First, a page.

A glimpse of Tate Britain’s unique interior

The new Tate Modern extension hadn’t been opened yet. But what a collection! A wonderful exhibition of “Performing For The Camera”, and a fine juxtaposition of Mark Rothko and Claude Monet and much more more. Positive notes and impressions here.


Mark Rothko and meditating viewer at Tate Modern

Montenegro
Recently hiked in Montenegro’s wild nature with its majestic mountains and magic lakes. Here a few shots – nature photography as well as Gerhard Richter-inspired ‘blurred’ images that I call contours.


“Montenegrin Contour # 2 © Jan Oberg 2016. Click it.

Instagram
I like Instagram, @obergphotographics, and its responsiveness. I upload travel images, experiments and some of my works there. Almost every day. Let’s follow each other! 

Exhibition “Abstract Real” still on
Visitors tell me that my studio is more like a home than a cool, commercial gallery. You can watch photos and browse books as well as discuss art and global affairs with me. It’s by appointment only and then I am present to care for each visitor.

Non-figurative photography? Some words about it on Oberg PhotoGraphics BlogHave a sneak peek here of some of the works that are on show.

Always welcome – just call first! Perhaps one day you need a gift or want to give your own walls a new life.

Next shoot
Much from Iran and some shots I haphazardly did of objects at the Victoria and Albert Museum’s collections like this:


Jesus at Victoria & Albert Museum © Jan Oberg 2016

– and perhaps some late reflections on SCOPE, Liste and Art Basel.

Remember
– that it’s the arts more than anything that keep us human…

My best
Jan Oberg

Fotografiska in Stockholm

Fotografiska in Stockholm is one of the largest meeting places in the world for photography with about 500,000 visitors per year.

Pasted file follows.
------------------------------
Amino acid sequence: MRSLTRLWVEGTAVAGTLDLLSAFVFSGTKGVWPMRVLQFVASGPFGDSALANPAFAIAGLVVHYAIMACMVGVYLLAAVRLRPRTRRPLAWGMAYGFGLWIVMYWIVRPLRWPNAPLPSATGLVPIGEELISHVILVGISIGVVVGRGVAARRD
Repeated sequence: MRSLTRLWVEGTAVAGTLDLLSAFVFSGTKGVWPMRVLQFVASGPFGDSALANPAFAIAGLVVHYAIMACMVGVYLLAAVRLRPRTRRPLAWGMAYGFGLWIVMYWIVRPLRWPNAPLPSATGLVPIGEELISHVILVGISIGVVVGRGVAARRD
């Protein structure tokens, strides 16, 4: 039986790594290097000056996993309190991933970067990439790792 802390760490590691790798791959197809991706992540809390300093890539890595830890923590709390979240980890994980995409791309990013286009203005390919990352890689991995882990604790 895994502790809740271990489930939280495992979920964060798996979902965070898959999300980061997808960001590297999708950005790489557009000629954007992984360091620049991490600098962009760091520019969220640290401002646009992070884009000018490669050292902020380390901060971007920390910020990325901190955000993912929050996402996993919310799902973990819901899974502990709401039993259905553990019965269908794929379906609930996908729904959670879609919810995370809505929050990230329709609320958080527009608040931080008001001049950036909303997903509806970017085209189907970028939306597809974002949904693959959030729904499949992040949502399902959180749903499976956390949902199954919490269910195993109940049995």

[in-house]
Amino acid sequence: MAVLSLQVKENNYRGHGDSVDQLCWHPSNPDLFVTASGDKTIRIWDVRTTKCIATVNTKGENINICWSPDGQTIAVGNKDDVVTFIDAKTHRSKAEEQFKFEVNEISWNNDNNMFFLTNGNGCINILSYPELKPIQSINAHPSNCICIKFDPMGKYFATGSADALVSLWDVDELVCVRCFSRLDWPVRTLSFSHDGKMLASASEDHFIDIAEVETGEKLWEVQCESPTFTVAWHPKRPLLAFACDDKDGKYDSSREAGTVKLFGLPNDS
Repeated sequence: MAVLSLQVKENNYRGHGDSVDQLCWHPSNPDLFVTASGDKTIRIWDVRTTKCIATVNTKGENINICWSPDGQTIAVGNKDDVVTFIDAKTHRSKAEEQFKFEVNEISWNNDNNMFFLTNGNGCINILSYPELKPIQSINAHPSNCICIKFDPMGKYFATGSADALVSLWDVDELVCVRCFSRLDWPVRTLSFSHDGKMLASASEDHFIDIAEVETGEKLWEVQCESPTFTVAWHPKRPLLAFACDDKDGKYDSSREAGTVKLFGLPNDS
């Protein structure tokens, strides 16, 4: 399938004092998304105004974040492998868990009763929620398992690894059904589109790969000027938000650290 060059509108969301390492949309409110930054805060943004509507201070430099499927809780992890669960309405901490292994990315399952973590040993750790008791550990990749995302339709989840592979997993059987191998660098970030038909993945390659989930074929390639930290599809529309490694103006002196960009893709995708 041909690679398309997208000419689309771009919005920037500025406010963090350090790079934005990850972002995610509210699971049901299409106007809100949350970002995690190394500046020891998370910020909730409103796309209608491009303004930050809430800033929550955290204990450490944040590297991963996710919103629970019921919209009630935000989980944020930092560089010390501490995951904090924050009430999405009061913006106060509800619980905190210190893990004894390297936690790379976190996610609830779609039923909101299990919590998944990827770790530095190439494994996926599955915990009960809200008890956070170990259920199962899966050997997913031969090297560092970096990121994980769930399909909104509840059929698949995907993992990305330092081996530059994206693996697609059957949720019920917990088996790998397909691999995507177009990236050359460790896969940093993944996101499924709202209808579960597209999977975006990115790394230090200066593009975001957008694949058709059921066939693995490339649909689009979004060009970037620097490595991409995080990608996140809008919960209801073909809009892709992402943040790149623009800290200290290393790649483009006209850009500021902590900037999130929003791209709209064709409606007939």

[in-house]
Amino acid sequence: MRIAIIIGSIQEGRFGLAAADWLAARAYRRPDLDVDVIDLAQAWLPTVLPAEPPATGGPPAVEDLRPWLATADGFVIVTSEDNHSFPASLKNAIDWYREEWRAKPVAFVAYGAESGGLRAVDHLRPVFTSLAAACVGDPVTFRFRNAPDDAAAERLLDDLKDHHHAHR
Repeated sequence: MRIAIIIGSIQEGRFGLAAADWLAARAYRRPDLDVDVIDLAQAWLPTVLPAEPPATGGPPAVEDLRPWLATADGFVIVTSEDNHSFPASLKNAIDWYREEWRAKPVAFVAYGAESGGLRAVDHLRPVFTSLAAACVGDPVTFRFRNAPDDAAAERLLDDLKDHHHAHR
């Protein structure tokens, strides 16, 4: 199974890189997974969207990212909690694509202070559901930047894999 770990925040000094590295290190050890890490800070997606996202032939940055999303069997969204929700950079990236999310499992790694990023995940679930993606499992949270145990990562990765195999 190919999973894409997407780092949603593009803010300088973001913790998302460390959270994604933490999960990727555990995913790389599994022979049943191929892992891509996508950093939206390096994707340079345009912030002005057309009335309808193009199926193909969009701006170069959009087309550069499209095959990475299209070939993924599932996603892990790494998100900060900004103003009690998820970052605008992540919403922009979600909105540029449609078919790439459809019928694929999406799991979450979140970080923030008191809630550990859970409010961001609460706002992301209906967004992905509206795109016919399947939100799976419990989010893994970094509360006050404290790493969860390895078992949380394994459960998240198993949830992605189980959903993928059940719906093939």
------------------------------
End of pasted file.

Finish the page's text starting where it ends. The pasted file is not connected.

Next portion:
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Stockholm floats on islands, not without similarities with Venice, but in contrast to Venice it has cars, too many cars, and the modernism and futurism of the 1960s destroyed a series of quarters in the city centre.

Fortunately Fotografiska is beautifully situated across the water from the Skeppsholmen island of the old town that is host to a lot of educational and historical building as well as museums, including the famous Moderna Museet.

Fotografiska – The Photographic – is a number of simultaneous exhibitions and a magazine, café, restaurant (good!), bookstore (fine diverse selection), courses, lectures and workshops.

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And the opening hours are interesting, at least when I was there in July 2016: Sunday to Wednesday 9-23, Thursday-Saturday 9-01. How wonderful to go there in the late summer evening!

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It will take you 30-40 minutes to walk from the Central Station to Fotografiska, and it is a breathtakingly beautiful stretch through old lanes, past the Parliament and Foreign Ministry etc. And then no less fascinating when in the late evening, or night, you walk back again. Try it!

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Here is what one could see in late July: An exhibition of Nick Brandt, “Inherit The Dust”, “The Image Of Greta Garbo”, Bryan Adams’ “Exposed” and a selection from his “Wounded. The Legacy Of War” project; Hanna Modigh “Hurrican Seasons”, Aapo Huhta’s work as young Nordic prize winner and Åke Ericsson’s “Non Grata” about Roma people in Europe. I focus in the following on the first-mentioned four.

It will take you several hours to visit Fotografiska to do justice to the building, the environment, the bookstore etc – and of course the exhibitions. The rooms in this 1906 Art Nouveau-style customs building that the Stockholm City paid US$ 30 million to renovate – Fotografiska is otherwise a private enterprise – are ideal: Dark, fine spotlightning and excellently informative texts.

Nick Brandt

I’ve seen Brandt’s works before, at Photo London, and wasn’t so taken as many others – except of course for the superb technical quality. But what really was the idea, I wondered?

This time, I tried to understand them better and it helped a lot to watch the movie in which Brandt speaks about his motives and goals and how these pieces were done – and, yes, those inserted pictures are real and not PhotoShopped!

The fact that they are real, huge photo walls placed on location opened up for them to become interactive with the local population.